By ROBERT DIGITALE
What comes after “happily ever after”? For one answer, turn to Sonoma State University’s ambitious and sparkling production of Stephen Sondheim’s “Into the Woods.”
This “Once-upon-a-time” musical turns some familiar fairy tales on their ears, all the while using their primal themes to tug on our heartstrings.
A baker and his wife long for a child. A mistreated, unloved stepdaughter wants to go to the ball. A simple boy and his mother must sell their milk cow in order to survive. And a ruthless witch craves ingredients for a mysterious potion.
Will they get their desires? And what will happen if they do? You think you know the story, then you don’t.
Sondheim, also the composer for “Sweeney Todd” and “A Funny Thing Happened on the Way to the Forum,” and librettist James Lapine mesh together a half-dozen fairy tales. Then they mix in a galloping score filled with so much witticism that the brain can barely keep up. (“Rooting through my rutabaga, Raiding my arugula and Ripping up the rampion—My champion! My favorite!” rails the witch as she recalls a thief in her garden.)
Those who’ve seen the 2014 feature film know this isn’t exactly a children’s tale. Especially in the second act, we behold much of human frailty: Blaming and hating and straying and thinking only of ourselves. Along the way the play touches on deep needs and fears. Will people like the real me? What is the bond between parent and child? Do I belong?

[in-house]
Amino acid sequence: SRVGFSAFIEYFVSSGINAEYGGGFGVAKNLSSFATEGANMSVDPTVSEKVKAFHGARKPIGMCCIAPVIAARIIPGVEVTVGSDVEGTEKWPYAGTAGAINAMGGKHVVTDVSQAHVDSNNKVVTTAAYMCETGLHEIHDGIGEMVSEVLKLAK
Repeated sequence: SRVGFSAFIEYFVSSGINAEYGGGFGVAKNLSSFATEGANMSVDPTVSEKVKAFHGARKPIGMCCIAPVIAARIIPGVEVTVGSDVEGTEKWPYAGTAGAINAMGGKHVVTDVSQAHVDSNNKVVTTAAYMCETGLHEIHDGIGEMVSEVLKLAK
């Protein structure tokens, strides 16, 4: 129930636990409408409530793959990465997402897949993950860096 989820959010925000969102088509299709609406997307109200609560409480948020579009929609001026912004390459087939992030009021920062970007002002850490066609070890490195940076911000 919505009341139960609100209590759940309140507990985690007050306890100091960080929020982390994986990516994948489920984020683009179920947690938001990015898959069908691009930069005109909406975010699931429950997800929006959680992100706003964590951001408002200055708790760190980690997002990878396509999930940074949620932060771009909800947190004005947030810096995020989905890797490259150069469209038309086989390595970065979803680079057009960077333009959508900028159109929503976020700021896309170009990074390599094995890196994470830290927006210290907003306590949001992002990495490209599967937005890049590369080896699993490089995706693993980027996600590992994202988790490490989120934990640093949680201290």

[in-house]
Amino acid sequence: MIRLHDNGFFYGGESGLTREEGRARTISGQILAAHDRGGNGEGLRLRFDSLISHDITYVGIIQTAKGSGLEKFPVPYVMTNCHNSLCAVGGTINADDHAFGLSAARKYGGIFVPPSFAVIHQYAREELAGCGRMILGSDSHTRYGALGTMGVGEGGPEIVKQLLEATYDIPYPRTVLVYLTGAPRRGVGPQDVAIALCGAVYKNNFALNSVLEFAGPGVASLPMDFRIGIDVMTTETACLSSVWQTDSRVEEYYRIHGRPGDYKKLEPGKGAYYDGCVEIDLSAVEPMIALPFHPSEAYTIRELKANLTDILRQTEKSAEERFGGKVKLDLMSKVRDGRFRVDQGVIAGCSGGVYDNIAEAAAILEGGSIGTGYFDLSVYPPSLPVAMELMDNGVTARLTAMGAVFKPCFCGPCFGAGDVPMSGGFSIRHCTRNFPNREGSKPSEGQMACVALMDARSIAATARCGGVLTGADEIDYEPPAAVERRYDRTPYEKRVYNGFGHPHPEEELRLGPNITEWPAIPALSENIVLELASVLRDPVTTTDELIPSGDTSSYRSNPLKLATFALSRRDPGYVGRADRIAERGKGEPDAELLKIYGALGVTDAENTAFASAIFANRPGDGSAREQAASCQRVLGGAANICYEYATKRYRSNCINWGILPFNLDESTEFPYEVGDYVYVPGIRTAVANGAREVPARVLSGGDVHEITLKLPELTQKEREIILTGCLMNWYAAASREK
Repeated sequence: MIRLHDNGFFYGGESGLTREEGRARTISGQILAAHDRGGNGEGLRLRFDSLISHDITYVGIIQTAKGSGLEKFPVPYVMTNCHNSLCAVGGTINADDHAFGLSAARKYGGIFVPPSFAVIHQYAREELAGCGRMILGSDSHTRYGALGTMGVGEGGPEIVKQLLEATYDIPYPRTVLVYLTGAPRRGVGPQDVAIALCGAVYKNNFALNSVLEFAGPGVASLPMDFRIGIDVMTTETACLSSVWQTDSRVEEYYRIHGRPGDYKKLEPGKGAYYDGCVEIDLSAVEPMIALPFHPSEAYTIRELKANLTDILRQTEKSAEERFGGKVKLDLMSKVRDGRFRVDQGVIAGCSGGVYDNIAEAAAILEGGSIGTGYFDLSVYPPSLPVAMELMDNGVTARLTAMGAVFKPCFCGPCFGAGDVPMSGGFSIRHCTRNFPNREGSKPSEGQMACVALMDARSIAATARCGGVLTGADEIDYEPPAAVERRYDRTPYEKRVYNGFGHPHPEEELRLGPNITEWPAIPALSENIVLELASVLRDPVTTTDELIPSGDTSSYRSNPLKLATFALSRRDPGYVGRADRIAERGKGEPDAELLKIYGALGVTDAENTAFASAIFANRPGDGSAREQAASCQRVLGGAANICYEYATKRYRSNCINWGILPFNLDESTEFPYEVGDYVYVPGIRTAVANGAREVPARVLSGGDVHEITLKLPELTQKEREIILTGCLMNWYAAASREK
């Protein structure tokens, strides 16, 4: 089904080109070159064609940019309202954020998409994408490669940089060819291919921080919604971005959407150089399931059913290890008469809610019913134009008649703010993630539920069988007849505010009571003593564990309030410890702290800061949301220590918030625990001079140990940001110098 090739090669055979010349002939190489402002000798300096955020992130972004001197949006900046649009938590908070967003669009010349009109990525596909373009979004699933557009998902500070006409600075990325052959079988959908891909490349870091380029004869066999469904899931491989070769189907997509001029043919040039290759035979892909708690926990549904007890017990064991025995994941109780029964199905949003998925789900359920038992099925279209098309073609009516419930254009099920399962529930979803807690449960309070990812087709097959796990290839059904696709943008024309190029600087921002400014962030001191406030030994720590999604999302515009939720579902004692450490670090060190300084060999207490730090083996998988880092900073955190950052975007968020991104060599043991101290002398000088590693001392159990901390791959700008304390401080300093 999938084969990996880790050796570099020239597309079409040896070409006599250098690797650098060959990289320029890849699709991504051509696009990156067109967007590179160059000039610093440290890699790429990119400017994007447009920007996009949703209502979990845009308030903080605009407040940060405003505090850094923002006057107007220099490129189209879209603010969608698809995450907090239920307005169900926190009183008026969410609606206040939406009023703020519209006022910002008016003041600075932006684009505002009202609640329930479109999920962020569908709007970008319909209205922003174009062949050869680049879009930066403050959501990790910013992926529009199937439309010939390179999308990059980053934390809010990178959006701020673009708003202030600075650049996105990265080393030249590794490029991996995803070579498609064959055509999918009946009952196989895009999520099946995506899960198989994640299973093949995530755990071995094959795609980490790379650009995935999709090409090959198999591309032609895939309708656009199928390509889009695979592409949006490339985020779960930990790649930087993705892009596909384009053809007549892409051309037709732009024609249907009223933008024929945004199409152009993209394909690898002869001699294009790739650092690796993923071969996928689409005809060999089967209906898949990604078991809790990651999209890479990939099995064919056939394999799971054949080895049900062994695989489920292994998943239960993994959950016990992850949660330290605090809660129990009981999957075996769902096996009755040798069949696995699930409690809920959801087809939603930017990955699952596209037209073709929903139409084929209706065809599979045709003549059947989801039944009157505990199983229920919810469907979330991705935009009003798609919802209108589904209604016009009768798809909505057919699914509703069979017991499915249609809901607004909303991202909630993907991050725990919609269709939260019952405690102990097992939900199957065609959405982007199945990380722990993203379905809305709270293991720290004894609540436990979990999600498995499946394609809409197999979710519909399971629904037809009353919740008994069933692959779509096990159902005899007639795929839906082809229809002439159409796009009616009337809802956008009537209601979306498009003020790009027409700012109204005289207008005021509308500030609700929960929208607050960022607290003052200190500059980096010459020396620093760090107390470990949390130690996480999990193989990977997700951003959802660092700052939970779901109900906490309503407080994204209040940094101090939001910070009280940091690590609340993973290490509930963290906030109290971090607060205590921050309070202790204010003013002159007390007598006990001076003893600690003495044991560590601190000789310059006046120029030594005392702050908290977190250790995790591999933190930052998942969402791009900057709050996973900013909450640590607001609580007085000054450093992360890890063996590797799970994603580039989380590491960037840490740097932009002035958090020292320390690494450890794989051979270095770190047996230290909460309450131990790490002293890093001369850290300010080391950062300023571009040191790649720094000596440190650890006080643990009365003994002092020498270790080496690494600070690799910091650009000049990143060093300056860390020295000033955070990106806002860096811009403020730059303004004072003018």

The cast at Thursday’s premiere repeatedly found ways to shine in the spotlight, often with strong singing and nice comedic touches. This was an ensemble well suited for their roles, and the large crowd at the Evert B. Person Theatre rewarded them with an enthusiastic ovation.
Allie Evans was a force on stage as the Witch, a demanding and fearsome tempter, but one that has a soft spot for a long-haired “daughter” locked away in a doorless tower.
Her stirring voice was matched by several other actresses, especially Emily Thomason as Cinderella and Natasha Potts as the Baker’s Wife.
Brett Mollard gave the role of the Baker a needed touch of humanity—a man confused and grieving but trying to do the right thing. Lawrence Ricardo made Jack not only simple but lovable, and Emily Rice gave Little Red Riding Hood a spunky edge.
Malik-Charles Wade I and Ted Smith had the audience caught up in the silliness of the self-absorbed, agonizing princes. (They were, as one put it, taught to be “charming, not sincere.”) And Hannah Hobbs in the ingenious costume for the bovine Milky White, often grabbed attention with movements both subtle and slapstick.
Musical director Lynne Morrow and stage director Marty Pistone led the production. Morrow also directs the 13-piece orchestra.
The show features an eye-pleasing backdrop and stage by set designer Patrick Szczotka and the intriguing use of shadow figures projected for scenes involving the demise of a ravenous wolf and the invasion of a revenge-filled female giant.
A tip of the hat to the rest of the talented cast: Mathew Adiao, Elizabeth L. Robertson, Laura Henry, Adrianna Lazar, Joseph Grant, Katie Foster, Allan Chornak, Karenna Miller Pullen, Maddie Crook and Allie Nordby.
The play continues through Feb. 14, with a $5 friends and family night on Thursday Feb. 11. For ticket information, click here.